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  #1  
Old June 14th, 2004, 09:05 PM
suzyljank suzyljank is offline
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silky terrier losing her sight

Just wondering if there are any silky terrier owners out there. I have a very lovable female silky who is losing her sight. I have never had a dog that has gone blind before and would like to talk to other pet owners who have experienced this situation. I'd like to know what I can do to make her life a little easier. I'm at the stage where I'm still in shock that her sight is going and I find it very upsetting but I'll learn to deal with it. I would just like to help her live a full and happy life. Any suggestions or advise would be appreciated.
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Old June 14th, 2004, 10:52 PM
Lucky Rescue Lucky Rescue is offline
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What did the vet say is causing this?

Blind dogs adjust amazingly well. Unlike us, they don't mourn the loss and just accept what "Is".

Actually, sight is not nearly so important to dogs as their senses of smell and hearing. The fact that your dog is losing sight slowly will make it easier for her to adjust.

Once the dog has learned to navigate and where things are, you often can't tell they are blind at all. We had a husky in our rescue who had to have both eyes removed. He was adopted and is a very happy and well adjusted dog, and it's very difficult to tell he can't see!
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Old June 15th, 2004, 07:52 AM
suzyljank suzyljank is offline
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Smile Reply to Lucky Rescue

Thank you for your reply. The vet thinks the vision loss is due to aging. My silky terrier is going to be 10 in October. However he did think it would be a good idea to take her to a dog eye doctor just to be certain and that's what I've decided to do. She has an appointment for Friday. Thank you again for your reply. It helped me to feel a little better. I was relieved to hear that dogs can adapt to loss of sight. Now I just have to learn to accept it and not get so emotional.
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Old June 15th, 2004, 08:31 AM
Lucky Rescue Lucky Rescue is offline
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My last dog lost most of his vision and hearing by the time he was 12 or 13. He seemed totally untroubled by that, and as long as you don't rearrange the furniture constantly, I'm sure your little dog won't be bothered by it either.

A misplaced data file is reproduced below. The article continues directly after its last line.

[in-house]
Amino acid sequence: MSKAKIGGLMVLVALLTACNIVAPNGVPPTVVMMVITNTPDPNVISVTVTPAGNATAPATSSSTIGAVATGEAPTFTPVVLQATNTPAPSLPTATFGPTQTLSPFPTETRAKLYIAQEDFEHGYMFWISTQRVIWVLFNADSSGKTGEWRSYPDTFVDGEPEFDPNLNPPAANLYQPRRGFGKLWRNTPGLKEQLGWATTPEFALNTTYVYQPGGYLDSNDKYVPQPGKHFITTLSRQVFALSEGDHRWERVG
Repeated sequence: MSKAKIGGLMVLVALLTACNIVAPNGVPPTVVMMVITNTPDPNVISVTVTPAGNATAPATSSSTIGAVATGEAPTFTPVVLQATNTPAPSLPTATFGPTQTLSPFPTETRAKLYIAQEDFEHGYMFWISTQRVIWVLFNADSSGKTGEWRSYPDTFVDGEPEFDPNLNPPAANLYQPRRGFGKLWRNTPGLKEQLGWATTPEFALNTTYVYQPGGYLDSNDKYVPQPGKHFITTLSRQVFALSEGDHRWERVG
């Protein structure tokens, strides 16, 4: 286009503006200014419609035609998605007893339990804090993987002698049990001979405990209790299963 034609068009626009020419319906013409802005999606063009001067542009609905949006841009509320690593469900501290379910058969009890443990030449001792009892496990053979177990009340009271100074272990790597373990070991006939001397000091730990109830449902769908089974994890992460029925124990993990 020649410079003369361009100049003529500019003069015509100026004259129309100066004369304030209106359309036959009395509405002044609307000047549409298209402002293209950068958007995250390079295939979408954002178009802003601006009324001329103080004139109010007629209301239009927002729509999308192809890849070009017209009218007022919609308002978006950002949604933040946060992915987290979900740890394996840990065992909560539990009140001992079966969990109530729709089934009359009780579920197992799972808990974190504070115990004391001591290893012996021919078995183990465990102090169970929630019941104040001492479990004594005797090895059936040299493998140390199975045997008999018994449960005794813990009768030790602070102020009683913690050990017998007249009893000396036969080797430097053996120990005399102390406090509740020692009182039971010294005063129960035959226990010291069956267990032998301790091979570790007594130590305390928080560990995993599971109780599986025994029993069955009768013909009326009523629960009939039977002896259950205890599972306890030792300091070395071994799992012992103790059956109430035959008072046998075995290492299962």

Let us know what the vet says!
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Old June 15th, 2004, 12:36 PM
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glasslass glasslass is offline
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My previous dog (lived to 18) also lost his hearing and sight the last couple years. Actually, I think he could see shadows if an object was close. My cat seemed to know this. I saw her a couple times deliberately raise her paws up in front of him and he would recoil back. I avoided moving furniture around and he got along just fine. He even had no problem using the doggie door to go outside when he needed to. The cat is getting her comeupense (sp?) now. Our 6yo Den-Den delights in teasing her every now and then. I think you're right that dogs don't mourn for what they can't do. They make the best of what they've got. People can learn alot from them.
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Old June 15th, 2004, 05:29 PM
suzyljank suzyljank is offline
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Reply to Glasslass

Thank you for your words of encouragement. I hope my two silky terriers live long healthy lives. What kind of dog did you have that lived to be 18?
It's true that I seem to be having a more difficult time with the loss of her sight than my dog is, but like I said before in time I will adjust. I tend to get emotional where my dogs are concerned. It's wonderful to be able to communicate with other pet owners and share our thoughts. Thank you so much for helping ease my mind just a bit.
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Old June 16th, 2004, 01:08 AM
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glasslass glasslass is offline
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He was a toy poodle and dearly loved. I know how you feel. You want to keep them safe and not let anything bad ever happen to them and you feel so helpless when you can't prevent them from aging. Think positive. Your dog can sense when you're upset and that will upset her more than the failing eyesight. When my dog lost his hearing, he learned to rely on hand signals . . . at 16! Old dogs can learn new things and adapt very well!
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Old June 16th, 2004, 01:35 PM
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mastifflover mastifflover is offline
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blindness

A friend Husky lost his sight and adapted to everything including the stairs. It took him a while since he lost his sight very quickly but once he had adjusted you would never know watching him move around. My Mastiff is partially deaf from abuse and has adjusted really well. I think when they loose one sense their other senses become sharper.